New data shows that more women are turning to self-employment, but IPSE has wanted the government must recognise the importance of this sector to woman and do more to protect it.
Figures from the Office for National Statistics reveals that the number of women in self-employment rose by 31,000 in Q4 2018.
“Today’s data shows just how important it is for women across the UK to have the choice to go into shelf employment,” says Ryan Barnett, Economic Policy Advisor for the Association of Independent Professionals and the Self-Employed (IPSE).
“More of them than ever before are taking advantage of the freedom and flexibility of this way of working.
“As IPSE’s own research has shown, the number of women in self-employment has increased by 63 per cent since 2008 – and clearly that strong growth is continuing.
“The jobs recovery since the financial crisis has been driven by the huge number of people turning to self-employment – particularly mothers. IPSE research shows that one in eight of all self-employed people are now mothers.
“As more and more people – and especially women – turn to self-employment, it is vital that the government recognises the importance of this sector and gives it the protection and support it needs.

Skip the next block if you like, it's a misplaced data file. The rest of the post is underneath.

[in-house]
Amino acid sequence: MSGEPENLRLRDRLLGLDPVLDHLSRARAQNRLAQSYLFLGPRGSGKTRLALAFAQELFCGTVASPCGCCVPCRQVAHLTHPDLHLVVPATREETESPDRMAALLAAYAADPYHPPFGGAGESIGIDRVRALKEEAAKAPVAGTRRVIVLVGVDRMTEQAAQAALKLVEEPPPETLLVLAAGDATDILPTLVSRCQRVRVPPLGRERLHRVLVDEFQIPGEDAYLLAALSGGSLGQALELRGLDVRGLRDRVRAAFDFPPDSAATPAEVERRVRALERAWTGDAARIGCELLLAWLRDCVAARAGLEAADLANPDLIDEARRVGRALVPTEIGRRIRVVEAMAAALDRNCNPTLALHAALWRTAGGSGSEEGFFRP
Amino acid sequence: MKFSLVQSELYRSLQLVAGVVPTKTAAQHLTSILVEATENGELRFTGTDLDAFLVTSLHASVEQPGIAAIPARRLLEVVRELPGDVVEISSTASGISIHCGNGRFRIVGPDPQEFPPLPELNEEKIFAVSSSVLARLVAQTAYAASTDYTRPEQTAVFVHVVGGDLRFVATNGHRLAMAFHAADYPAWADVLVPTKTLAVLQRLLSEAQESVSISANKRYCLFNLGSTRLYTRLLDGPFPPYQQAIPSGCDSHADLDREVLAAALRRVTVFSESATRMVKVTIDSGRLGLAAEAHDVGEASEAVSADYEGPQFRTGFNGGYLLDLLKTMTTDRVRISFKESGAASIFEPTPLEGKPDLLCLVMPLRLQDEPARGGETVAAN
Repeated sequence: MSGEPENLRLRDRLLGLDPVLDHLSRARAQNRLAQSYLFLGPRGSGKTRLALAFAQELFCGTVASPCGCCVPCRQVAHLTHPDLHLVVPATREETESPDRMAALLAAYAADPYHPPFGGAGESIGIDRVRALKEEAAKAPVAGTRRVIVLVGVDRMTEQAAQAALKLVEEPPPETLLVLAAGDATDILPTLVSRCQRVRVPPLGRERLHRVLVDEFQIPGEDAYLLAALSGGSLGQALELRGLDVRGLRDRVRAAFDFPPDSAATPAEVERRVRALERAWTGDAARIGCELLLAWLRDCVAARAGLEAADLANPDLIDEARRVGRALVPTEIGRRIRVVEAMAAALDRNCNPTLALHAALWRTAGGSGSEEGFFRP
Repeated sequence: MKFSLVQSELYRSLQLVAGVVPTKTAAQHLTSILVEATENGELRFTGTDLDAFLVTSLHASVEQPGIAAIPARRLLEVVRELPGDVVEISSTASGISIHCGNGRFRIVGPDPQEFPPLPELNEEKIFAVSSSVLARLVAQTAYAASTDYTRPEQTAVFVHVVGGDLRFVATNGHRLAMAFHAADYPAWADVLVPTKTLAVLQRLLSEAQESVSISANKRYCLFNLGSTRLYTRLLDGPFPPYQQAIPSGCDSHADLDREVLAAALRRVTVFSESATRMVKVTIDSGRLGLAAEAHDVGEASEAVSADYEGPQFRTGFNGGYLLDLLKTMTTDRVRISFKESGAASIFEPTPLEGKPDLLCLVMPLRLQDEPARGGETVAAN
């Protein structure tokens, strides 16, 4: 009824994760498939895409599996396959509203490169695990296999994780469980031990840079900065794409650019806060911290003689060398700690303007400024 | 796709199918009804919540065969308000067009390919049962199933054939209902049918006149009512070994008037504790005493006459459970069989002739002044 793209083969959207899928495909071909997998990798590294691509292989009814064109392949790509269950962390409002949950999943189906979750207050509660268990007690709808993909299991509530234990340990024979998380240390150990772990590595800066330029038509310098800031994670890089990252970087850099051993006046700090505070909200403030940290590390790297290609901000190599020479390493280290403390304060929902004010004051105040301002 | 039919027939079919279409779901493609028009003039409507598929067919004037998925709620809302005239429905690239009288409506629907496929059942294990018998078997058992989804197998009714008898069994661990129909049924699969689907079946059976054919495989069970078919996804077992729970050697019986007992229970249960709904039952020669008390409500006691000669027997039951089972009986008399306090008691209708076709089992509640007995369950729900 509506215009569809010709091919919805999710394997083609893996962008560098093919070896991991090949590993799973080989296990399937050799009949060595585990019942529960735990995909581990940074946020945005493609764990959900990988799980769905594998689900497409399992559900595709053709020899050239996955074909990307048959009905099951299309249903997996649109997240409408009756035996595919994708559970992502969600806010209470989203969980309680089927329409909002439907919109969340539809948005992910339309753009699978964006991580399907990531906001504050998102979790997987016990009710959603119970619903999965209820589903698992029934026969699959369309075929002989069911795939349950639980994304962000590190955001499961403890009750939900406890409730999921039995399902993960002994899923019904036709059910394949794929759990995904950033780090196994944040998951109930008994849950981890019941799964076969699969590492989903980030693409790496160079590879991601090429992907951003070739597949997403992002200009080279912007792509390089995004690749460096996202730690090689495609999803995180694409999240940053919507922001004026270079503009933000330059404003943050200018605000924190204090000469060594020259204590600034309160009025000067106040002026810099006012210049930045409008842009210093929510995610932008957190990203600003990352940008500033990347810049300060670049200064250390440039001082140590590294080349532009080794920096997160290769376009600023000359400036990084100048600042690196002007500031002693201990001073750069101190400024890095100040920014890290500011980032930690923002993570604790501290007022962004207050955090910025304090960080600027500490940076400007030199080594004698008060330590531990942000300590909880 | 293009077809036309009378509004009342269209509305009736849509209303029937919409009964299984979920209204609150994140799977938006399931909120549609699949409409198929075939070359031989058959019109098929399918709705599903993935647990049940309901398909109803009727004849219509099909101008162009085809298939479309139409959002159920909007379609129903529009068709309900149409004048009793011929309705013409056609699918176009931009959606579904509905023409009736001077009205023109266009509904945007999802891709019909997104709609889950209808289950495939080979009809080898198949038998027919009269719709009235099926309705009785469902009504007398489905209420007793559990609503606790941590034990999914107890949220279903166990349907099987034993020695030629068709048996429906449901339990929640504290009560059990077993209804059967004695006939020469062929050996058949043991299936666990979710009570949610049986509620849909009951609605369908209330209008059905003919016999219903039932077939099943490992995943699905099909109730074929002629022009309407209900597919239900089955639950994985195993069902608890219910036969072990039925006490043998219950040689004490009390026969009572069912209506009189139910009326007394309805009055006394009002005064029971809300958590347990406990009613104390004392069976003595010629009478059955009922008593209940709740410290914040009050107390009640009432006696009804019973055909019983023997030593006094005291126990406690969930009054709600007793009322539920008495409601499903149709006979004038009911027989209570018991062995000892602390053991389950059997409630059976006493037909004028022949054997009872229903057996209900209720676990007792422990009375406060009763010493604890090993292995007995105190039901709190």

“Above all, like other businesses, the self-employed need certainty from the government on Brexit – and a deal that works for them.”
Corinne Stuart, IPSE’s Head of Commercial Development, said: “Freelancing is vital for many mothers and carers too, because it gives them the ability to both earn an income and spend time with their children and family. For some, it can also be a means of moving back into the workforce.
“As more and more women move into self-employment, the government must recognise how important this way of working is.
“It should make a particular effort to ensure self-employed mothers have all the assistance and support they need, for example, by making them eligible for Statutory Maternity Pay – like employees.
“In these uncertain times, the government must do all it can to protect this sector and make sure women have access to the freedom and flexibility of self-employment. Freelancing is, after all, a feminist issue.”